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BMJ Open. 2017 Nov 15;7(11):e017465. doi: 10.1136/bmjopen-2017-017465.

Lipid profiles and determinants of total cholesterol and hypercholesterolaemia among 25-74 year-old urban and rural citizens of the Yangon Region, Myanmar: a cross-sectional study.

Author information

1
Institute of Health and Society, Faculty of Medicine, University of Oslo, Oslo, Norway.
2
International Relations Division, Ministry of Health and Sports, Nay Pyi Taw, Myanmar.
3
Epidemiology Unit, Prince of Songkla University, Songkla, Thailand.
4
University of Pharmacy, Yangon, Yangon, Myanmar.
5
University of Medicine 1, Yangon, Yangon, Myanmar.
6
University of Nursing, Yangon, Yangon, Myanmar.
7
University of Dental Medicine, Mandalay, Mandalay, Myanmar.
8
Military Institute of Nursing and Paramedical Sciences, Yangon, Myanmar.
9
University of Pharmacy, Mandalay, Mandalay, Myanmar.
10
Health and Disease Control Unit, Directorate of Medical Services, Nay Pyi Taw, Myanmar.
11
University of Dental Medicine, Yangon, Yangon, Myanmar.
12
University of Nursing, Mandalay, Mandalay, Myanmar.
13
Department of Public Health, Nay Pyi Taw, Myanmar.
14
Defence Services Medical Academy, Yangon, Myanmar.
15
University of Public Health, Yangon, Myanmar.
16
University of Traditional Medicine, Mandalay, Myanmar.
17
University of Medicine, Mandalay, Mandalay, Myanmar.
18
Faculty of Medicine, SEGi University, Petaling Jaya, Malaysia.

Abstract

OBJECTIVE:

The first is to estimate the prevalence of dyslipidaemia (hypercholesterolaemia, hypertriglyceridaemia, high low-density lipoprotein (LDL) level and low high-density lipoprotein (HDL) level), as well as the mean levels of total cholesterol, triglyceride, LDL and HDL, in the urban and rural Yangon Region, Myanmar. The second is to investigate the association between urban-rural location and total cholesterol.

DESIGN:

Two cross-sectional studies using the WHO STEPS methodology.

SETTING:

Both the urban and rural areas of the Yangon Region, Myanmar.

PARTICIPANTS:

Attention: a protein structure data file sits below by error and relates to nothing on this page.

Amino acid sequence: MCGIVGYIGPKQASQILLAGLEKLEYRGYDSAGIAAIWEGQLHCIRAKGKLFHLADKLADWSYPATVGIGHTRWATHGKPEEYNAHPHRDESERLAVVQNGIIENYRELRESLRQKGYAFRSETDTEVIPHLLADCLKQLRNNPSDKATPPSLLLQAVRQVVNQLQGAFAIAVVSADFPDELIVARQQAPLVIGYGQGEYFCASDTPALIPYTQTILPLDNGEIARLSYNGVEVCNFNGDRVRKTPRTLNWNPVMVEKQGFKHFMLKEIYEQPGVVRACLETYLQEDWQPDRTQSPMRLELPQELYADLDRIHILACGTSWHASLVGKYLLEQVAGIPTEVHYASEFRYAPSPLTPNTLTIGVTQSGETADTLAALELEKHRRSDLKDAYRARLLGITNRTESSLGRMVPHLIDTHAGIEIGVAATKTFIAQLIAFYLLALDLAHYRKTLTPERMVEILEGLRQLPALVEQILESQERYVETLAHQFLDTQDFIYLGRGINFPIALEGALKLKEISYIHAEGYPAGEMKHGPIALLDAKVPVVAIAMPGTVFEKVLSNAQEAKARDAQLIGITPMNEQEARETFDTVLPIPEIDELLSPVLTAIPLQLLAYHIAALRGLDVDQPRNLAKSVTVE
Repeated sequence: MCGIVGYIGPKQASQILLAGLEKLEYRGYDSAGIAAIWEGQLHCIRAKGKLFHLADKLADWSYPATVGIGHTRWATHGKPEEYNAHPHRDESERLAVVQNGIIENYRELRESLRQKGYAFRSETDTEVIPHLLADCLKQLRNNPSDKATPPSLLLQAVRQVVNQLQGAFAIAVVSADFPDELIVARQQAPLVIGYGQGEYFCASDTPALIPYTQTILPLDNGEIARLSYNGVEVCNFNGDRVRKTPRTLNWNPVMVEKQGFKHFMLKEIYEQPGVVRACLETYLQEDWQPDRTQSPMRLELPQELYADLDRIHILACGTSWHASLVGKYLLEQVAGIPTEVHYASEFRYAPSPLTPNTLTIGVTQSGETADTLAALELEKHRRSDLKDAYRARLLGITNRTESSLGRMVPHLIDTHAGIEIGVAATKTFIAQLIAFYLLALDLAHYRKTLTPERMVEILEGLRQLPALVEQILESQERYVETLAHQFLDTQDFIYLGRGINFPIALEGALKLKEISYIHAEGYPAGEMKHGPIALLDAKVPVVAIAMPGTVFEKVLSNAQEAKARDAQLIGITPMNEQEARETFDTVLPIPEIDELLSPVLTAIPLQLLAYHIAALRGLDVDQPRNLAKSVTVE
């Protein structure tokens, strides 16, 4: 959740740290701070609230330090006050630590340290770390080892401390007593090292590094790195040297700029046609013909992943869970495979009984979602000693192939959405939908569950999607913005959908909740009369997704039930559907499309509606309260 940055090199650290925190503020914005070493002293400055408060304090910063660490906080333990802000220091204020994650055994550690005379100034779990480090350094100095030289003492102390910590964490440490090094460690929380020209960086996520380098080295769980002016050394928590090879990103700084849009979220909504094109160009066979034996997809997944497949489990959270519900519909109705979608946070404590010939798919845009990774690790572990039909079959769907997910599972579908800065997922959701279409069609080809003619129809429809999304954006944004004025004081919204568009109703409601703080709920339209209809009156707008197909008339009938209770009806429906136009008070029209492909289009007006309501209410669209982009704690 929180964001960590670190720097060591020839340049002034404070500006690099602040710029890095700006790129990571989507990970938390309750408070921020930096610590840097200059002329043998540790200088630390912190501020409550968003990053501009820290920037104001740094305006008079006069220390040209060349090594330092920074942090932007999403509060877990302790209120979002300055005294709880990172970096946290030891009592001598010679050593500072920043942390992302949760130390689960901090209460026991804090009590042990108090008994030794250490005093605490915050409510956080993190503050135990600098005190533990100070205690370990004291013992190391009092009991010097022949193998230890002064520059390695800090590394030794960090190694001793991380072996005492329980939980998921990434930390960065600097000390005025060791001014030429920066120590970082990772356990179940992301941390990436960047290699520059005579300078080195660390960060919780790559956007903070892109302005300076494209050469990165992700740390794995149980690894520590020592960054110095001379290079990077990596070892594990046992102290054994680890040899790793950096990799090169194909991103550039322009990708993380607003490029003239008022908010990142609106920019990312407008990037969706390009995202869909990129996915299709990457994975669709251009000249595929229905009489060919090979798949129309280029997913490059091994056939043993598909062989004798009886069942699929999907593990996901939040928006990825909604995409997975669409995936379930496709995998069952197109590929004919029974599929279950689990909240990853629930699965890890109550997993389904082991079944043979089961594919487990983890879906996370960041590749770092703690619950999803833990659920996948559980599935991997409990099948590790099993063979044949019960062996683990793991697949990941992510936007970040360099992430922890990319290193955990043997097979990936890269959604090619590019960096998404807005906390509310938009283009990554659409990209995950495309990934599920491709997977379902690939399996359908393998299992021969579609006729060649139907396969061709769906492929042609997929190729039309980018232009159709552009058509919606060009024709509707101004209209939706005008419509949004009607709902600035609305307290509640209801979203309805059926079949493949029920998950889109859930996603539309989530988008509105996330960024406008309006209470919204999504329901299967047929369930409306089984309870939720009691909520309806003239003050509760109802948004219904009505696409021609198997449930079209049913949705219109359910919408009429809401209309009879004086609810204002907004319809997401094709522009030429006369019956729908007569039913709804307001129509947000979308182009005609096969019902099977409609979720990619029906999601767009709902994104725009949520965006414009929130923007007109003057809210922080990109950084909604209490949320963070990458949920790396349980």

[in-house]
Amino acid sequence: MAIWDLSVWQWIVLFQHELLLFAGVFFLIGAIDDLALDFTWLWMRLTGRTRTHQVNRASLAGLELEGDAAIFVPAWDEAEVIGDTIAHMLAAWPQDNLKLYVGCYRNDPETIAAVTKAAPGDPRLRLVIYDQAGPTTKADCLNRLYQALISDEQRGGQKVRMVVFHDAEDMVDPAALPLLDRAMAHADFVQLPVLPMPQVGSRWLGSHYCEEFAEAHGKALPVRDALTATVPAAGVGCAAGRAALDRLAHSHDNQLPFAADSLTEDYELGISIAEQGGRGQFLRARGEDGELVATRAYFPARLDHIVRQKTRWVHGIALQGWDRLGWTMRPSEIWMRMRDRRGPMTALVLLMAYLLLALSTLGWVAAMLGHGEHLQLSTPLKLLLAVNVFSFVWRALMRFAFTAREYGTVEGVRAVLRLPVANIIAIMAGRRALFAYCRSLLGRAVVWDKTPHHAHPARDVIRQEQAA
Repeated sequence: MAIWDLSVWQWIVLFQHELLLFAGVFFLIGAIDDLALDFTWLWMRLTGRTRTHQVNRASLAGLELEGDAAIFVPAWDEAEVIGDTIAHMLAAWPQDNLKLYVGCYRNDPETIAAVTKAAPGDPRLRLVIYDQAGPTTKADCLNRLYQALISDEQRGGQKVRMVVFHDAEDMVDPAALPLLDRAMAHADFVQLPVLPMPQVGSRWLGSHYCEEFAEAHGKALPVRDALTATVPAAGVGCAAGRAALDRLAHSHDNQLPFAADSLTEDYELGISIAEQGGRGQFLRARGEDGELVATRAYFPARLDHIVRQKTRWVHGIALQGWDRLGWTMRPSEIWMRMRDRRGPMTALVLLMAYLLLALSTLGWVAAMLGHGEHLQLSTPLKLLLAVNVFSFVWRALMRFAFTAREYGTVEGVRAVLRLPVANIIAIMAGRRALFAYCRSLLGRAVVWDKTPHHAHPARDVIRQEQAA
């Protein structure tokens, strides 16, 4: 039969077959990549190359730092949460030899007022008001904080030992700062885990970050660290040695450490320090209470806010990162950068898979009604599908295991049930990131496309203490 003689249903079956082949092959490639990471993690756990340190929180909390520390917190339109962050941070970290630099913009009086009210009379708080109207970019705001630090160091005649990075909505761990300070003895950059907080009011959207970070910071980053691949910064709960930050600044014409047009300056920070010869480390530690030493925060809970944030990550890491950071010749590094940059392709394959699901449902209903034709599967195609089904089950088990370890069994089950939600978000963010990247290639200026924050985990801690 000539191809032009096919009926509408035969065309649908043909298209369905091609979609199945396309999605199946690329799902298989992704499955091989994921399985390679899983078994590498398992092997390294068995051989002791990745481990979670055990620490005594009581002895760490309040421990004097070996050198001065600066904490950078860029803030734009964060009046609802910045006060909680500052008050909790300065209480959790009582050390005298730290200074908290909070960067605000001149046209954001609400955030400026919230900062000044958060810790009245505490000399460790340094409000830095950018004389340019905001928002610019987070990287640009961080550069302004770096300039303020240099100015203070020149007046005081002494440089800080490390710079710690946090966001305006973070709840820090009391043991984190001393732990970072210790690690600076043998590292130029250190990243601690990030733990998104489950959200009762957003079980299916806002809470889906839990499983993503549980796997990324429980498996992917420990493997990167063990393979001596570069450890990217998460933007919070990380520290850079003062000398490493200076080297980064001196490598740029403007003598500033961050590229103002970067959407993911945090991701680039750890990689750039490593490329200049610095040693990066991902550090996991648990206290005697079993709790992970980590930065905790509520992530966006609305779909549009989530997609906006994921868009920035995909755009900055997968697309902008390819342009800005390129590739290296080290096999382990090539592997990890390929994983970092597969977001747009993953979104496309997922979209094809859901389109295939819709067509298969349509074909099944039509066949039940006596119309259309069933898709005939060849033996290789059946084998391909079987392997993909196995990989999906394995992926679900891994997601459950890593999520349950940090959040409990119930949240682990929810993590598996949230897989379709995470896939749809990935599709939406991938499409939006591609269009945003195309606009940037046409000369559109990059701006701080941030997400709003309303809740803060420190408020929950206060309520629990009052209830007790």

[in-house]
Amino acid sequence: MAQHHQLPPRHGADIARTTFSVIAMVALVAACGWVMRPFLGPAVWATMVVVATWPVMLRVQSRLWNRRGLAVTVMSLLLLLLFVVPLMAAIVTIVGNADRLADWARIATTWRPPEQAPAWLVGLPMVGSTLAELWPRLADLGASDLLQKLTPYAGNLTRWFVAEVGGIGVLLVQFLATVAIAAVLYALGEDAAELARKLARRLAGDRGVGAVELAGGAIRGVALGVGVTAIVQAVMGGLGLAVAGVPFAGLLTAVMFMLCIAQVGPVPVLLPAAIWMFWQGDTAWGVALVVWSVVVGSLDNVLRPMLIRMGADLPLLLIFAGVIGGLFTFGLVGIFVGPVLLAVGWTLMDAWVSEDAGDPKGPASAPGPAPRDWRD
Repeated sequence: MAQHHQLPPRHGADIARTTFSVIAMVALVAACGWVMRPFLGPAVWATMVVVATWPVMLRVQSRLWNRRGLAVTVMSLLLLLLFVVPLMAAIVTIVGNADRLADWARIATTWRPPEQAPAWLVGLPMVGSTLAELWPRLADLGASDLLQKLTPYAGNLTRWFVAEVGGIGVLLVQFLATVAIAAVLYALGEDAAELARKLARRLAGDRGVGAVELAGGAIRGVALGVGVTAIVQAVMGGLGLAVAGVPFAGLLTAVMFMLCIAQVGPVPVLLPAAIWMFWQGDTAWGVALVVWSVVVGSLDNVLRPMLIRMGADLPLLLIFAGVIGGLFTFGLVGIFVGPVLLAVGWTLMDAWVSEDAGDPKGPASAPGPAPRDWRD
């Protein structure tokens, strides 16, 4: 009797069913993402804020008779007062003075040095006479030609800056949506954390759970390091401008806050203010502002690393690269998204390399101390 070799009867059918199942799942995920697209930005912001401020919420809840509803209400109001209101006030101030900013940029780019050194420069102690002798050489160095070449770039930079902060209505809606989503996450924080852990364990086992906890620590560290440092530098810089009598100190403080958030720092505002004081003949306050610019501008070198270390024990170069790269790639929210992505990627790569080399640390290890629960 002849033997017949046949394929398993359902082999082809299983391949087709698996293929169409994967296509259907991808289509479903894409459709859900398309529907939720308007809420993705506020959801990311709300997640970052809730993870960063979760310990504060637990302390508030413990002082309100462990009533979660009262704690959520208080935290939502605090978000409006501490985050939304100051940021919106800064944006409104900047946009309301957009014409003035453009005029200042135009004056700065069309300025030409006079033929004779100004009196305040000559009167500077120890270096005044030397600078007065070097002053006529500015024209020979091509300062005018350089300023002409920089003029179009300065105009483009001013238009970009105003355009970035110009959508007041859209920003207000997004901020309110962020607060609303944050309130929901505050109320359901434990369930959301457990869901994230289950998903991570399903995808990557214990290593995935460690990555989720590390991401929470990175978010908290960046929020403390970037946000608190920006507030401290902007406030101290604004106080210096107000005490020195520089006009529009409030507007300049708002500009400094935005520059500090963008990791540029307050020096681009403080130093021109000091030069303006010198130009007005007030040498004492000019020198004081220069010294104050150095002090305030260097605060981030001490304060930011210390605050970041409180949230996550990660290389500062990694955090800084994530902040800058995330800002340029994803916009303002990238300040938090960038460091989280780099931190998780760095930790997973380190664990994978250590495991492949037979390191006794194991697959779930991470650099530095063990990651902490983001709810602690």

A total of 1370 men and women aged 25-74 years participated based on a multistage cluster sampling. Physically and mentally ill people, monks, nuns, soldiers and institutionalised people were excluded.

RESULTS:

Compared with rural counterparts, urban dwellers had a significantly higher age-standardised prevalence of hypercholesterolaemia (50.7% vs 41.6%; p=0.042) and a low HDL level (60.6% vs 44.4%; p=0.001). No urban-rural differences were found in the prevalence of hypertriglyceridaemia and high LDL. Men had a higher age-standardised prevalence of hypertriglyceridaemia than women (25.1% vs 14.8%; p<0.001), while the opposite pattern was found in the prevalence of a high LDL (11.3% vs 16.3%; p=0.018) and low HDL level (35.3% vs 70.1%; p<0.001).Compared with rural inhabitants, urban dwellers had higher age-standardised mean levels of total cholesterol (5.31 mmol/L, SE: 0.044 vs 5.05 mmol/L, 0.068; p=0.009), triglyceride (1.65 mmol/L, 0.049 vs 1.38 mmol/L, 0.078; p=0.017), LDL (3.44 mmol/L, 0.019 vs 3.16 mmol/L, 0.058; p=0.001) and lower age-standardised mean levels of HDL (1.11 mmol/L, 0.010 vs 1.25 mmol/L, 0.012; p<0.001). In linear regression, the total cholesterol was significantly associated with an urban location among men, but not among women.

CONCLUSION:

The mean level of total cholesterol and the prevalence of hypercholesterolaemia were alarmingly high in men and women in both the urban and rural areas of Yangon Region, Myanmar. Preventive measures to reduce cholesterol levels in the population are therefore needed.

KEYWORDS:

Yangon; hypercholesterolaemia; lipid profile; non-communicable diseases; total cholesterol

PMID:
29146640
PMCID:
PMC5695408
DOI:
10.1136/bmjopen-2017-017465
[Indexed for MEDLINE]
Free PMC Article

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